Background Funding provided from the Australian Government for a resident in aged care is currently determined using the Aged Care Funding Instrument (ACFI). The ACFI comprises three funding domains: activities of daily living, behaviour, and complex health care. Within each domain there are four levels of funding: nil, low, medium, and high. The domains are added together to calculate the subsidy paid by the Australian Government. The Australian Health Services Research Institute (AHSRI), University of Wollongong, was commissioned by the Australian Government Department of Health (the Department) in 2016 to review the current funding

model for residential aged care and develop alternative options for a future model. The study found that the ACFI tool was no longer fit for purpose as it was unable to adequately discriminate between residents and their associated care costs, with one third of residents assigned to just one of the 64 payment classes and many classes rarely used (McNamee et al. 2017). The design of the ACFI also creates perverse incentives for income maximisation by care providers. The recommended option from the study was a casemix based funding approach, including a purpose built casemix classification and resident assessment tool - representing a major overhaul of the current system. Following a process of stakeholder consultation, the Department proceeded with this recommendation and a major research and development project was commissioned. The Resource Utilisation and Classification Study (RUCS) commenced in 2017 and was completed by AHSRI over two years, culminating in the development of the Australian National Aged Care Classification (AN-ACC) (Eagar et al. 2019).

Why use casemix? Casemix is well established across many Australian healthcare services, including acute and sub-acute admitted care, emergency care and non-admitted care. The development of a casemix system for aged care was seen as a major step towards the reform of the sector, as it would provide the evidence base to achieve equitable funding and drive improvements. A casemix system identifies consumers according to the characteristics that are known to drive care needs (i.e. care costs), meaning that funding can be appropriately distributed at the client level according to their predicted resource consumption. The branching structure of a casemix classification ‘splits’ into different classes using those characteristics, either individually 5 HIM-INTERCHANGE • Vol 10 No 3 2020 • ISSN 1838-8620 (PRINT) ISSN 1838-8639 (ONLINE)


or in combination. This structure is superior to the ACFI design, which simply adds the different domain scores together without accounting in any way for the interactions of the different characteristics. Each casemix class is resource homogeneous as well as being clinically meaningful and funding is allocated according to the cost relativity of each class. Casemix systems can also be used to inform staffing requirements. Currently, the calls for the regulation of staffing levels and skill mix in residential aged care are often met by opposition that declares this a blunt instrument, given there is no ability to account for the variation in resident care needs. The classification of residents into casemix classes enables the adjustment of staffing levels to reflect the needs of the residents within a care home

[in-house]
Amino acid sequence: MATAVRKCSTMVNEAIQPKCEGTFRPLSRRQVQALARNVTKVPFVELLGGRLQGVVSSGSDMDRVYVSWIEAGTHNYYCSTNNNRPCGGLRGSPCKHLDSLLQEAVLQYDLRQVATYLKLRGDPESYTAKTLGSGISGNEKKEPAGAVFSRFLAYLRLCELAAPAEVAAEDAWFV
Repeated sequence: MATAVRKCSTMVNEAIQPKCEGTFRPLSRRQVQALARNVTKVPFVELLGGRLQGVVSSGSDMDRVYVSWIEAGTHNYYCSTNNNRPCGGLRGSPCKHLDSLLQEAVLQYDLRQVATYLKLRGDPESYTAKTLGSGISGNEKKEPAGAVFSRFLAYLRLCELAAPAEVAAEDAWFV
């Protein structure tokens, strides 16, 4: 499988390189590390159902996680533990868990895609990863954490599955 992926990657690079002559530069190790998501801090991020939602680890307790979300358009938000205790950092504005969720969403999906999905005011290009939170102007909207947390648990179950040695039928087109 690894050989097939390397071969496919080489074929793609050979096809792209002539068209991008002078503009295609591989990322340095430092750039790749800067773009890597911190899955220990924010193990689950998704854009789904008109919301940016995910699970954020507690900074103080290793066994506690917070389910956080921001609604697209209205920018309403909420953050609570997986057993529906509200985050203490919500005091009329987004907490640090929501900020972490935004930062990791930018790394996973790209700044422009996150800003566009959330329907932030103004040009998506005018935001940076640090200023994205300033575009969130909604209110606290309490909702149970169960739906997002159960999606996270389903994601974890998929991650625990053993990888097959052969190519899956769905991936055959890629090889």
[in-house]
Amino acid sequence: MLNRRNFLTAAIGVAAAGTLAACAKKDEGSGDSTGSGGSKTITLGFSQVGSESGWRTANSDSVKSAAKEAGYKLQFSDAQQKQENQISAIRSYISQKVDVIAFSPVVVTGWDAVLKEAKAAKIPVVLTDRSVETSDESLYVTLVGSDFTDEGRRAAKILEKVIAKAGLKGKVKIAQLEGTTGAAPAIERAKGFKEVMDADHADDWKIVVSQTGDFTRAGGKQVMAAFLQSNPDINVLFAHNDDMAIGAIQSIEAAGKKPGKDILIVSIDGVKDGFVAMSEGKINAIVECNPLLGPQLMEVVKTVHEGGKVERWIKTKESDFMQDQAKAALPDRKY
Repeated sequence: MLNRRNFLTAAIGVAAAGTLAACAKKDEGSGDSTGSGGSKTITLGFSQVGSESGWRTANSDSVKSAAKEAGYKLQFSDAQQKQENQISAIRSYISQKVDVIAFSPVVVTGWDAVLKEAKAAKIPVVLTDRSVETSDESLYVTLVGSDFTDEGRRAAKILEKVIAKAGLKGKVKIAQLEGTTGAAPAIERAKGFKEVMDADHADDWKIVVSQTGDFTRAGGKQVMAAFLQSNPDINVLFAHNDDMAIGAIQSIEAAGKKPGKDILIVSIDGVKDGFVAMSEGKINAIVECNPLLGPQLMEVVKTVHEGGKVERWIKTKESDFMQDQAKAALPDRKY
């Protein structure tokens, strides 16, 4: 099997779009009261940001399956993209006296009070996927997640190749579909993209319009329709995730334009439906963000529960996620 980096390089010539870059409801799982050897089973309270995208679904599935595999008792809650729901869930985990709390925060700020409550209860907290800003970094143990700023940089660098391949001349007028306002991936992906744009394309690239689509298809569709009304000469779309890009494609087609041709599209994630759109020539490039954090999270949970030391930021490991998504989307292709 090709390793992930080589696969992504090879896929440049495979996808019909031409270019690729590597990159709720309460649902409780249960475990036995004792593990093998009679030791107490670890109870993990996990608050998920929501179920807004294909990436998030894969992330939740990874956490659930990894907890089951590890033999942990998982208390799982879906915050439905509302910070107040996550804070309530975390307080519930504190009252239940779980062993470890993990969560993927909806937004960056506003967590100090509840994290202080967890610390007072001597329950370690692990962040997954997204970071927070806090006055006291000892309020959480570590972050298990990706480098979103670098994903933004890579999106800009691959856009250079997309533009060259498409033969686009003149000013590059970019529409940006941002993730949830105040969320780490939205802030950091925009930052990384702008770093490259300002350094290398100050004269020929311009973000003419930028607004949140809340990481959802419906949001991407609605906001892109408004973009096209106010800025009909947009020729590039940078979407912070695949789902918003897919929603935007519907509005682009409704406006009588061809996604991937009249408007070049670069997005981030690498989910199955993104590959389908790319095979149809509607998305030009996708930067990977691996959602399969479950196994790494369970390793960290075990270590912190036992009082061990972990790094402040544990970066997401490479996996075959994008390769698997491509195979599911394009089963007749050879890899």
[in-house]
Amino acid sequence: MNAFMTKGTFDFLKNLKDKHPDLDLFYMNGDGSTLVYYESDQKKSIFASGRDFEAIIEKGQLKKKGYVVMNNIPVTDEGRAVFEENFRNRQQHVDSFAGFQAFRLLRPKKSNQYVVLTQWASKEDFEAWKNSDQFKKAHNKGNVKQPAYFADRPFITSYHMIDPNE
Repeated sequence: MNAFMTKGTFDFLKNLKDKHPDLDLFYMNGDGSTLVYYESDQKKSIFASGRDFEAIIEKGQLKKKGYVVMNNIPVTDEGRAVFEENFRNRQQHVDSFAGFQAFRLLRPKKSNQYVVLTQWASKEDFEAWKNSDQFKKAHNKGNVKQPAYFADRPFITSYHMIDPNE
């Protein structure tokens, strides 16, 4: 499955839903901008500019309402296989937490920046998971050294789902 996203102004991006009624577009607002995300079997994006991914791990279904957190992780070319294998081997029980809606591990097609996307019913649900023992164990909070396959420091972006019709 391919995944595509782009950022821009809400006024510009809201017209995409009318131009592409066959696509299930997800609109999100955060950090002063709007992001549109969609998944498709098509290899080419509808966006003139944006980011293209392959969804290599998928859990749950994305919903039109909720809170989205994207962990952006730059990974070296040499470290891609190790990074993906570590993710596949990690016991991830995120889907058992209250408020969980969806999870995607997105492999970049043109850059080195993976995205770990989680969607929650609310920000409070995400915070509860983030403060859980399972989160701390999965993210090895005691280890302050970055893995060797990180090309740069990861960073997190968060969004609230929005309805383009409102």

consultation to determine the most influential cost drivers and to investigate the effect of different variables when combined. The AN-ACC Version 1.0 classification comprises 13 classes: one class for ‘admit for palliative care’, two classes in an ‘independent mobility’ branch, five in an ‘assisted mobility’ branch, and five in a ‘not mobile’ branch. The classification was found to be statistically sound with half of the variance in the cost of individual resident care explained, and a fivefold variation in cost between the least and most expensive class. Figure 1: The Australian National Aged Care Figure one Classification (AN-ACC) Version 1.0 The Australian National Aged Care Classification (AN-ACC) Version 1.0 CLASS 2

Independent Mobility

Other applications of casemix include planning and managing services, measuring quality and outcomes in meaningful ways, and benchmarking between comparable services.

Development of the AN-ACC casemix system The RUCS methodology comprised two major data collections from 30 participating care homes. Service use data (individual resident care time) were collected by a total of 1,600 care staff for one month using barcode scanning technology. Resident assessment data was collected for 1,877 residents over the same period by external assessors. The resident assessment tool was developed in consultation with expert clinical advisors. It incorporated assessment scales and measures to capture those variables that were considered to be the drivers of resident care costs. In contrast to the admitted acute care casemix classification where diagnosis primarily drives the use of care resources, the care burden characteristics in residential aged care were determined to be: mobility; palliative care needs; functional decline; frailty; cognition, communication and behaviour problems; wound care; and technical nursing needs. The effects of underlying diagnoses, such as dementia, are reflected in these cost drivers. After undergoing a series of data quality processes, the two data collections were linked to create the dataset for the classification development. This was an iterative process involving both statistical analysis and clinical 6 HIM-INTERCHANGE • Vol 10 No 3 2020 • ISSN 1838-8620 (PRINT) ISSN 1838-8639 (ONLINE)

Without compounding factors

CLASS 3

With compounding factors

CLASS 4

Without compounding factors Higher cogni;ve Ability

CLASS 5

With compounding factors

CLASS 6

Assisted Mobility Medium cogni;ve ability

All Residents

Without compounding factors

CLASS 7

With compounding factors

CLASS 1

Admit for pallia6ve care

CLASS 8

Low cogni;ve ability

CLASS 9

Without compounding factors Higher func;on